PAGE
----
Porton Down has been developing countermeasures to chemical weapons since the 1950s (Picture: Crown Copyright).
Specialist military teams are to begin dismantling the Salisbury home of former Russian spy Sergei Skripal.
Mr Skripal and his daughter Yulia were contaminated in March 2018 with a substance, later identified as Novichok by the Defence Science and Technology Laboratory (DSTL) in Porton Down.
The military research facility tested for the nerve agent after the attack on the former spy and his daughter and then was used to conduct tests in July 2018 following a second incident in Amesbury.
Why is Porton Down used to test unknown substances?
It is at Porton Down that the majority of British military research into chemical weapons is conducted.
The site was first created in response to the use of chemical weapons in the First World War.
At the time, the chlorine, mustard and phosgene gas used had never been seen before so soldiers had no idea what they were facing.
Now, Porton Down focuses on the defensive study of chemical weapons in order to better protect the British military against any kind of attack - but it's still highly controversial.
As part of its research, the DSTL produces small quantities of chemical and biological agents, which are securely stored and disposed of safely when no longer required.
The Porton Down site also disposes of old chemical weapons when found in the UK.
Dr Michelle Carlin, a toxicologist at Northumbria University, told Forces News after the second nerve agent attack in Wiltshire that the incident was "far more serious" than routine cases, which is why Porton Down was used.
"Levels of personal protective equipment is going to be far greater [at Porton Down] than we would have in a university lab, or an analytical testing lab, or a pharmaceutical lab, because, obviously, the compounds could be far more dangerous," Dr Carlin said.
Following the Salisbury incident, it is likely a process called gas or liquid chromatography was used to test for the nerve agent Novichok, which was used in the attack.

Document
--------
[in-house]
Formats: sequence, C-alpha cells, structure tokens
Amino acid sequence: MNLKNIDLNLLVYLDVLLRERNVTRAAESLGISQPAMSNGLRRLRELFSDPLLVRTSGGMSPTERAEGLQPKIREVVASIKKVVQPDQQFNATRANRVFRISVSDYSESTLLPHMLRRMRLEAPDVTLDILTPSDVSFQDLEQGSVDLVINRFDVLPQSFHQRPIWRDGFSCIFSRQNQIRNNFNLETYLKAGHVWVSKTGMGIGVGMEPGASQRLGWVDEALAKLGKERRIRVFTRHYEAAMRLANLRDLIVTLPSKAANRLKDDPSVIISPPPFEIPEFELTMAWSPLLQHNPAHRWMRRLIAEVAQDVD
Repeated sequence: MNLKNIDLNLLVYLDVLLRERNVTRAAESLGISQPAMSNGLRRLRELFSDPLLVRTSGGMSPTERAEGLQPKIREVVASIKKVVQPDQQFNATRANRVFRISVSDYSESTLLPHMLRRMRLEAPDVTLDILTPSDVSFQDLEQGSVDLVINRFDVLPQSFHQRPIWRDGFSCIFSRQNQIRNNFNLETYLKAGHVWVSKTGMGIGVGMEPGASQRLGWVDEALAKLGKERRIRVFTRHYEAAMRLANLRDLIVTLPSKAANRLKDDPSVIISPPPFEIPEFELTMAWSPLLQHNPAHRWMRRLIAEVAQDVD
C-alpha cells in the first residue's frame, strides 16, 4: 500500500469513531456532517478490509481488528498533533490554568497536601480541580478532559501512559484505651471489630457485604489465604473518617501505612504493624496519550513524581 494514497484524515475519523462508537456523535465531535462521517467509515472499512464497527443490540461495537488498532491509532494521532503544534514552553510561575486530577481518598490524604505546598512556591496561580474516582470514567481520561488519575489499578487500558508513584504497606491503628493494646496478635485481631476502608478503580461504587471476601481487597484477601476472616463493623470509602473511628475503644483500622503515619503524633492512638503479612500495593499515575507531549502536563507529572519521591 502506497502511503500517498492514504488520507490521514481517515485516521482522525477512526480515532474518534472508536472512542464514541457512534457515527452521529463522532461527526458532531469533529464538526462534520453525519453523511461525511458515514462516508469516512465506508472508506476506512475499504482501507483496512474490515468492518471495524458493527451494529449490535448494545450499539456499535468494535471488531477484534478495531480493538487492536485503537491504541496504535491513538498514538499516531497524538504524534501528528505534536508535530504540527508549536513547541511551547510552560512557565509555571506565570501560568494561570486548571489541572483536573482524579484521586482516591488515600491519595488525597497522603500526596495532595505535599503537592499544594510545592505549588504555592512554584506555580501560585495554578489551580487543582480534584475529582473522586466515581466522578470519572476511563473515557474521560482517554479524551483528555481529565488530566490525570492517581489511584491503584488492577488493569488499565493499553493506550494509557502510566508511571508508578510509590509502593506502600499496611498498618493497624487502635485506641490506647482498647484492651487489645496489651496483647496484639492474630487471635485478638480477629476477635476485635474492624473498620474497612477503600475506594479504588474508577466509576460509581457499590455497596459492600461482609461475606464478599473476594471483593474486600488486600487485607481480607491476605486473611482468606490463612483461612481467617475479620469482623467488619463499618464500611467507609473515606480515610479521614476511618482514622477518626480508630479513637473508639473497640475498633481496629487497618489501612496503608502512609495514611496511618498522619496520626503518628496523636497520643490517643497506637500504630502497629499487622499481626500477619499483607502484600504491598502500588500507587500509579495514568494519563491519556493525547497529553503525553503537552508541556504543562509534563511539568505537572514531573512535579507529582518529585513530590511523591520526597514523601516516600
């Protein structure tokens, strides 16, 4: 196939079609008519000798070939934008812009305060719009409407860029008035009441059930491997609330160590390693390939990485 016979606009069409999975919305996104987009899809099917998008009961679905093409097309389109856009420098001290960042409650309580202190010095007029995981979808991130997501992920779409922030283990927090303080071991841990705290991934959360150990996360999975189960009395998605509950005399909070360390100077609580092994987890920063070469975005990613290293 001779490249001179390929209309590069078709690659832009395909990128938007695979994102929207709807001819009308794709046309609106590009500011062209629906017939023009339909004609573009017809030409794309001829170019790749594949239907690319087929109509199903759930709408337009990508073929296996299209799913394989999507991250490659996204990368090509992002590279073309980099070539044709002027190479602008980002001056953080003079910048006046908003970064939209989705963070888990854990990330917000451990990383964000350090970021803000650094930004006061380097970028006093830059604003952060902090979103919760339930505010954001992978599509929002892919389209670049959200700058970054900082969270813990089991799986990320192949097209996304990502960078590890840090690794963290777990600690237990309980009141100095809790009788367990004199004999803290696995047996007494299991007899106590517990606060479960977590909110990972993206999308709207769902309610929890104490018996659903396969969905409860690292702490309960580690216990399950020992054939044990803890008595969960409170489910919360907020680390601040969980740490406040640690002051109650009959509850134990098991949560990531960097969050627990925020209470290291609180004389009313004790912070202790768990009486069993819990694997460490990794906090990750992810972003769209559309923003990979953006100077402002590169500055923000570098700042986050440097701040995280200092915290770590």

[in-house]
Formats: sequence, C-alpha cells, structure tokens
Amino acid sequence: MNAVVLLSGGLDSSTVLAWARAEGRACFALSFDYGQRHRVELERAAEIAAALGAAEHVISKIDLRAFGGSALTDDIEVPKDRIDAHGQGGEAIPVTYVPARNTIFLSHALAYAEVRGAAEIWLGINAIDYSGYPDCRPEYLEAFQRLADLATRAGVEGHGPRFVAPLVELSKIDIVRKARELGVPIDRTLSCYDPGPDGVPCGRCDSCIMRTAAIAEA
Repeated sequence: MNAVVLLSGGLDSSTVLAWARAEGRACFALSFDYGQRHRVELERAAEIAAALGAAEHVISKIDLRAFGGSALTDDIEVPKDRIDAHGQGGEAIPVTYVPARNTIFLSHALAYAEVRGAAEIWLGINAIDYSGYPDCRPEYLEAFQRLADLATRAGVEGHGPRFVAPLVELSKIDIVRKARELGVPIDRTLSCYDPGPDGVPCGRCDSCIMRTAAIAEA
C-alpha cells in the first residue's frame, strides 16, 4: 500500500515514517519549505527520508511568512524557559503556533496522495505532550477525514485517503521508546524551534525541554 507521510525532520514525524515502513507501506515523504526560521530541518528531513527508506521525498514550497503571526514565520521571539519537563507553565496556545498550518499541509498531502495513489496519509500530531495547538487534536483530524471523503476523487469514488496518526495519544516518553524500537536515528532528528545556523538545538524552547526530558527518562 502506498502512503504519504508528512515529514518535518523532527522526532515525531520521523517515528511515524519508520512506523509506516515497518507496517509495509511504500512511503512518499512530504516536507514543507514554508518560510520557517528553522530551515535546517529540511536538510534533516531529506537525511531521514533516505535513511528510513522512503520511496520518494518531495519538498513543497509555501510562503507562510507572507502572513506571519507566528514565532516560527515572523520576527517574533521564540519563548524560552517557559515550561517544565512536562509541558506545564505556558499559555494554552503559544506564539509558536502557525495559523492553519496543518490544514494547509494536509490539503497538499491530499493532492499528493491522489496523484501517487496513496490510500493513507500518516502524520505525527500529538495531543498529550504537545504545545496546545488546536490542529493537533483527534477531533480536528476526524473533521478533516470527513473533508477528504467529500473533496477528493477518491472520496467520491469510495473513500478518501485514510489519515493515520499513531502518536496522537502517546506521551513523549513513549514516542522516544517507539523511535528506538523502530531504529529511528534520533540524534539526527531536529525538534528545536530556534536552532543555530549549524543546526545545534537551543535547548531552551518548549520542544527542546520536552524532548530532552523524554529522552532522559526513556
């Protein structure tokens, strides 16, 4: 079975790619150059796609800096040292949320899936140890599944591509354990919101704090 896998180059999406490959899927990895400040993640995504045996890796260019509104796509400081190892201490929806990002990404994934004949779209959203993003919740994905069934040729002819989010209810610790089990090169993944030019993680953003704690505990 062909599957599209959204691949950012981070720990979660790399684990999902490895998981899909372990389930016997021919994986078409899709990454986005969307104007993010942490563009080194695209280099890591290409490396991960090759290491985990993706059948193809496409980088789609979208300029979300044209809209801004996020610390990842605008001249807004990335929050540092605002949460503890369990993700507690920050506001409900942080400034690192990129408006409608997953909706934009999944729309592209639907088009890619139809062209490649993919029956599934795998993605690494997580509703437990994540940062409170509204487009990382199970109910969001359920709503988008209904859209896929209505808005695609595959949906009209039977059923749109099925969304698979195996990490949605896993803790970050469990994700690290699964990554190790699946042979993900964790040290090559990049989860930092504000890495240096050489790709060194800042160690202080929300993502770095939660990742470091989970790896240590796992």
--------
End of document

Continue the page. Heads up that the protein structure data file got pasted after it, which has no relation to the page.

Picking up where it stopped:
Dr Carlin said: "It would separate out the components and we would use mass spectrometry in order to identify particular irons that were specific to those compounds.
"So we separate and we identify."
After the second nerve agent incident in Wiltshire in 2018, Dr Michelle Carlin told Forces News why Porton Down is used in those types of cases:
One of the reasons that Novichok is so dangerous is that it can be absorbed through the skin or inhaled, meaning that it does not have to be ingested to take its potentially deadly effect.
Nerve agents like Novichok work by interfering with the central nervous system, causing the body to become overstimulated.
In March 2018, Dr Simon Cotton from the University of Birmingham said: "They interfere with the transmitting of nerve impulses.
"Our bodies use a molecule called acetylcholine that migrates the gaps between cells - it goes from one cell and slots into the second and triggers a nerve impulse.
"The body has to get rid of acetylcholine that is docked in the receptor because it builds up and you keep getting nerve impulses and become overstimulated.
"Our bodies have got an enzyme that breaks up acetylcholine called acetylcholinesterase - what a nerve agent does is bind to the acetylcholinesterase and stops it from working."
Porton Down is responsible for verifying when chemical weapons have been used all over the world, for example when Sarin was deployed in Syria in 2013.